Unpaid Credit Card Balances Will Soon Incur Interest On Finance Charges Too

If you tend to have unpaid balances on your credit card statement each month, take note: you’ll soon be paying more in interest charges.


Unpaid Credit Card Balances Will Soon Incur Interest On Finance Charges Too

Over the last month, various banks have been announcing changes to their terms and conditions regarding cardholder finance charges. Soon, unpaid balances will accrue interest on finance charges and other fees as well – not just the outstanding balances arising from retail transactions and cash advances.

Although Bank Negara Malaysia has not released any public statements on this, the fact that all the banks are amending their finance charges at the same time strongly suggests that the central bank has made some sort of directive on this.

Previously, interest would only be applied to the unpaid balance that consisted of retail transactions and cash advances. Under the new terms, the finance charges will be applied to all unpaid balances, including finance charges and fees (except late payment charges, which is a charge incurred when you fail to pay the minimum monthly payment on time).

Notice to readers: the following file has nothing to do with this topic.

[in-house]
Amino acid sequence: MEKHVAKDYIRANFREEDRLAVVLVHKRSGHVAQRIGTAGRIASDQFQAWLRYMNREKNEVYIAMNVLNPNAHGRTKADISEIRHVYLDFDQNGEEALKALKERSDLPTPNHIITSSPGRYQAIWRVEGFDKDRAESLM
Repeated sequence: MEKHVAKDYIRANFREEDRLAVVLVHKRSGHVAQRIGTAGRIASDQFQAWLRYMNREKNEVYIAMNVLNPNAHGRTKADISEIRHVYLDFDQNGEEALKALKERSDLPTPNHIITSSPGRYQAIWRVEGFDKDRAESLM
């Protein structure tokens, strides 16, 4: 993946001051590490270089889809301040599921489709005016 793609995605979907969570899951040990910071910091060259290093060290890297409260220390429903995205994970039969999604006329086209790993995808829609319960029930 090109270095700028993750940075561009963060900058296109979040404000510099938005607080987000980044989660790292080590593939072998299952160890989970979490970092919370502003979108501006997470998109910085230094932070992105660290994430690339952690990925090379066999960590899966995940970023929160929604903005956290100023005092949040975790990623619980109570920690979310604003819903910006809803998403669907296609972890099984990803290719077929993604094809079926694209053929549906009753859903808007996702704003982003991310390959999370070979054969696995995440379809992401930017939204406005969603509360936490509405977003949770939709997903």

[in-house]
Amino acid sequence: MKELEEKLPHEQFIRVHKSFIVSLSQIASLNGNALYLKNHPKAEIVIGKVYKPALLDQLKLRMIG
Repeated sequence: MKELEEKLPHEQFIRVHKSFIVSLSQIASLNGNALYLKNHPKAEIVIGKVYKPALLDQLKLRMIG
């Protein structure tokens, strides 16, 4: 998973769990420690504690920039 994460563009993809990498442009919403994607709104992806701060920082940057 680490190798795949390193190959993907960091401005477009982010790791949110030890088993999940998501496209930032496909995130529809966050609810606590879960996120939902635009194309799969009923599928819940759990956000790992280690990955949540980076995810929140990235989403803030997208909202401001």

So, if you don’t pay up on time, even the interest charges and annual fees will incur interest until full payment is made. That means cardholders who do not pay their statement balance in full will now be paying more in interest charges than they did before.

A sample illustration provided alongside the banks’ announcements.

Below are some of the banks who have announced amendments to their financing charges and when the changes come into effect.

Bank In effect from
Citibank 27 July
CIMB 1 August
Hong Leong Bank 6 August
RHB 19 August
UOB 19 August
Standard Chartered 23 August
AEON 2 October
Public Bank 2 October
AmBank 2 October

As finance charges are only applied to those who do not pay their full statement balance before the due date, the new charging structure will not affect those who pay their credit card bills in full within the 20-day interest-free period. According to the banks, the change is being made to encourage cardholders to make full payment of their current balances by the due date.

For more information, check your respective bank’s credit cardholder terms and conditions and look for the clauses pertaining to financing charges.


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